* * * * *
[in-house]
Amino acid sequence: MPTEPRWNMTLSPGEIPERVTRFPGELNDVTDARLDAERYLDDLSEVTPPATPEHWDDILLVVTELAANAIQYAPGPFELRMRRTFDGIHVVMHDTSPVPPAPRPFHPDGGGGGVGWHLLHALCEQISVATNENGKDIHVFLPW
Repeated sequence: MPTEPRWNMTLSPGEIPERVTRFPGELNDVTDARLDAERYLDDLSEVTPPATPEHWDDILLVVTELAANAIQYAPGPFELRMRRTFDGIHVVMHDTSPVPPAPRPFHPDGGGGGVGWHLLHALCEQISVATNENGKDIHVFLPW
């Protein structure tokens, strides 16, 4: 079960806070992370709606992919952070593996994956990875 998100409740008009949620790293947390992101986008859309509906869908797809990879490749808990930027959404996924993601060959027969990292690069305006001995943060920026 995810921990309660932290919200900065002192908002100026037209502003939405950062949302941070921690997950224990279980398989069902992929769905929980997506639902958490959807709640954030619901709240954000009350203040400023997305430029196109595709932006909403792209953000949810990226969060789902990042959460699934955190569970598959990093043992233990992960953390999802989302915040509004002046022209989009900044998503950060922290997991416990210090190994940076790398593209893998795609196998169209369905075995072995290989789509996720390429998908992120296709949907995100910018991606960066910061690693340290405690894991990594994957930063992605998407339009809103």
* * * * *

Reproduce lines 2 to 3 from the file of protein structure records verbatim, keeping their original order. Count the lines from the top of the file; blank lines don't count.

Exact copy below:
Amino acid sequence: MPTEPRWNMTLSPGEIPERVTRFPGELNDVTDARLDAERYLDDLSEVTPPATPEHWDDILLVVTELAANAIQYAPGPFELRMRRTFDGIHVVMHDTSPVPPAPRPFHPDGGGGGVGWHLLHALCEQISVATNENGKDIHVFLPW
Repeated sequence: MPTEPRWNMTLSPGEIPERVTRFPGELNDVTDARLDAERYLDDLSEVTPPATPEHWDDILLVVTELAANAIQYAPGPFELRMRRTFDGIHVVMHDTSPVPPAPRPFHPDGGGGGVGWHLLHALCEQISVATNENGKDIHVFLPW